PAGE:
But Amelia says this only to herself, she desires no sympathy, she knows no one will dare to pity her. Destiny placed her high in rank and alone--alone she will remain; her complaints might perhaps bring new danger to him she loves, of whom alone she thinks, for whose sake alone she supports existence, she lives only for him. Can this be called life? A perpetual hope--and yet hopeless--a constant watching and listening for one happy moment, which never comes! She had not been permitted to live for him, she would not die without him. So long as he lived he might need her aid, and might call upon her for help in the hour of extremest need, so she would not die.
She was not wholly dead, but her youth, her heart, her peace, her illusions, her hopes were dead; she was opposed to all that lived, to the world, to all mankind. In the wide world she loved but two persons: one, who languished in prison and who suffered for her sake, Frederick von Trenck; the other, he who had made her wretched and who had the power to liberate Trenck and restore their peace-- the king. Amelia had loved her mother, but she was dead; grief at the lost battle of Collin killed her. She had loved her sister, the Margravine of Baireuth; but she died of despair at the lost battle of Hochkirch. Grief and the anger and contempt of the king had killed her brother, the Prince Augustus William of Prussia. She was therefore alone, alone! Her other sisters were far away; they were happy, and with the happy she had nothing to do; with them she had no sympathy. Her two brothers were in the field, they thought not of her. There was but one who remembered her, and he was under the earth--not dead, but buried--buried alive. The blackness of thick darkness is round about him, but he is not blind; there is glorious sunshine, but he sees it not.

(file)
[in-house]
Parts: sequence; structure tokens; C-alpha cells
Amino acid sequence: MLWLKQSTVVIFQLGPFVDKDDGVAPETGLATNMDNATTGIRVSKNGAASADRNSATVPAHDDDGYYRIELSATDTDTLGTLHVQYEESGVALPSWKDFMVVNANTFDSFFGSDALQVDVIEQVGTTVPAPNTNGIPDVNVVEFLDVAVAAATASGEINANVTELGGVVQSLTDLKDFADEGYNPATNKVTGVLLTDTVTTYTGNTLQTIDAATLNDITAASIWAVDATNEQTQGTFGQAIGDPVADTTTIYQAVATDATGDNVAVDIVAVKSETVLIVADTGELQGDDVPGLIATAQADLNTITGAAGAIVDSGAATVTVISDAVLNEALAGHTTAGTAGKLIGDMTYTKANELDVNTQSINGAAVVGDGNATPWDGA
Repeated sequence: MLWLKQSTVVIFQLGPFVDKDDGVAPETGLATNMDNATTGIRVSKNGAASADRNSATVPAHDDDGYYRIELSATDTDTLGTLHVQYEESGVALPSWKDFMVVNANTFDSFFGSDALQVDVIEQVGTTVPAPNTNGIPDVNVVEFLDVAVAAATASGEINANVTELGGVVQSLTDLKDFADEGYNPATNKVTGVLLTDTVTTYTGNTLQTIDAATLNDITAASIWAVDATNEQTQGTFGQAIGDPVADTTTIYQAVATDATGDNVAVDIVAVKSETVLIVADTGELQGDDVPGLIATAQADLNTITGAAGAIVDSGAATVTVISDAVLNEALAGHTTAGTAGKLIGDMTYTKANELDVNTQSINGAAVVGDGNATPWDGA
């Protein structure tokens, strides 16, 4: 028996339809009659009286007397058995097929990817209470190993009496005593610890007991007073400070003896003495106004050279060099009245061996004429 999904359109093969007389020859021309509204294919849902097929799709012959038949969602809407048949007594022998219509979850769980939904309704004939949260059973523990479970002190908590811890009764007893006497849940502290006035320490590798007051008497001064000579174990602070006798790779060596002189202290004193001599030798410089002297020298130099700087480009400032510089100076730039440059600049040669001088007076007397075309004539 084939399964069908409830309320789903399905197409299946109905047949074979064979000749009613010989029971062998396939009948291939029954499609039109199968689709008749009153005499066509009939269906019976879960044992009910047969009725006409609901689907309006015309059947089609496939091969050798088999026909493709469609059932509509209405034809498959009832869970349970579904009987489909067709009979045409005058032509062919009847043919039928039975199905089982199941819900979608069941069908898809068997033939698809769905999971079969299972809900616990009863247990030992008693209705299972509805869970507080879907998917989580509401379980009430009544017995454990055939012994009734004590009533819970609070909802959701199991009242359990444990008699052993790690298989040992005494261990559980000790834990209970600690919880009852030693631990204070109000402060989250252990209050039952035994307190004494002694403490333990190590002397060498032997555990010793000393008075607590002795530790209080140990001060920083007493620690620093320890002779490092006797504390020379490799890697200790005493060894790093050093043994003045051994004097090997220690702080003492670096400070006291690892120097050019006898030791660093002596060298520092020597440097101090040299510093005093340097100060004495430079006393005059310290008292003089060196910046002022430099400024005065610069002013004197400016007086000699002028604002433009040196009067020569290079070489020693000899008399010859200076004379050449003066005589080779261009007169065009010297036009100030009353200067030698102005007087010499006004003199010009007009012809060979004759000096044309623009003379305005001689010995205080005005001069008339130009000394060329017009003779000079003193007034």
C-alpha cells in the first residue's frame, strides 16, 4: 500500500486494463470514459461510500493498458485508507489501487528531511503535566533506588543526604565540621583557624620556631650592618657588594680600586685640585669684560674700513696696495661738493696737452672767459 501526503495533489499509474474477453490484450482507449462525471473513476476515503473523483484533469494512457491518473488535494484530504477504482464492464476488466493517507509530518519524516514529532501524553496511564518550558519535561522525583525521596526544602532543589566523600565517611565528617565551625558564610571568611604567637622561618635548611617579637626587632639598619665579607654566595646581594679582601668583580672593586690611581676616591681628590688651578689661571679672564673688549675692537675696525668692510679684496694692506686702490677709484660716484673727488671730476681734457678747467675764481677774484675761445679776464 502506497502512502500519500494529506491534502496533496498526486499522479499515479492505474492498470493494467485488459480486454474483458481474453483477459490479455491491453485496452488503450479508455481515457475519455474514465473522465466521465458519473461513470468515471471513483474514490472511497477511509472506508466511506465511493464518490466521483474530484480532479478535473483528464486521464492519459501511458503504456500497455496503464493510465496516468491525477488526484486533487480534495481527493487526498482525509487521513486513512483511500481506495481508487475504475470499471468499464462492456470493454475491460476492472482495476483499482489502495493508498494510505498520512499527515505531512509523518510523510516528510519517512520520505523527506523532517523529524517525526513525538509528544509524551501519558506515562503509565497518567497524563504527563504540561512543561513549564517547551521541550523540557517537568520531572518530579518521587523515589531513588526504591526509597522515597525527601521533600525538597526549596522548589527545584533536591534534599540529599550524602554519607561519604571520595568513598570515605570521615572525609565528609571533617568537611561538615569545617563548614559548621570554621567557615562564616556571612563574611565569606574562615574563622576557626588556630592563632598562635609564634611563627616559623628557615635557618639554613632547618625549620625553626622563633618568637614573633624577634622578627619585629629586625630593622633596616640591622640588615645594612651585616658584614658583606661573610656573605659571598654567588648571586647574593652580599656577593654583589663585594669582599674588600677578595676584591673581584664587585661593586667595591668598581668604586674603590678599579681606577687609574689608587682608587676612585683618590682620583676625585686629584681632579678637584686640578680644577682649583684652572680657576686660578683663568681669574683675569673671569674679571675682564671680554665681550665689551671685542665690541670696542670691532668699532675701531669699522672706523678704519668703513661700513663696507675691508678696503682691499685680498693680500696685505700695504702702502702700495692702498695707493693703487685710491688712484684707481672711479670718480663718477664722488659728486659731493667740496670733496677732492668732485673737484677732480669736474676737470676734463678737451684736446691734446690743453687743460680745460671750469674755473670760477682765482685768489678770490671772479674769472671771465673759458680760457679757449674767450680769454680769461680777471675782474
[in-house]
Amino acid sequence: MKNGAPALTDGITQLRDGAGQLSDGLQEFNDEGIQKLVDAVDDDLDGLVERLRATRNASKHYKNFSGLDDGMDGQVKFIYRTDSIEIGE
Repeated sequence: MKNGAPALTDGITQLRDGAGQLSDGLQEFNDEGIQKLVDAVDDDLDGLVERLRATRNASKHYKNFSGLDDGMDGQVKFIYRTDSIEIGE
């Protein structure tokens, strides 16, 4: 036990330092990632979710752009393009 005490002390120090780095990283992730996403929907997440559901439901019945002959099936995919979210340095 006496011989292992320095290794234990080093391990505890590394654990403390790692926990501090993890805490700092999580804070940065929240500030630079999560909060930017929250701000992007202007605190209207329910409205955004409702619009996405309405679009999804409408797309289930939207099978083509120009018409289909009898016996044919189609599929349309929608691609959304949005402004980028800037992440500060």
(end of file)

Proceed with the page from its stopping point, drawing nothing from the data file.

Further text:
These fearful thoughts had crushed Amelia's youth, her mind, her life; she stood like a desolate ruin under the wreck of the past. The rude storms of life whistled over her, and she laughed them to scorn; she had no more to fear--not she; if an oak fell, if a fair flower was crushed, her heart was glad; her own wretchedness had made her envious and malicious; perhaps she concealed her sympathy, under this seeming harshness; perhaps she gave herself the appearance of proud reserve, knowing that she was feared and avoided. Whoever drew near her was observed and suspected; the spies of the king surrounded her and kept her friends, if she had friends, far off. Perhaps Amelia would have been less unhappy if she had fled for shelter to Him who is the refuge of all hearts; if she had turned to her God in her anguish and despair. But she was not a pious believer, like the noble and patient Elizabeth Christine, the disdained wife of Frederick the Great.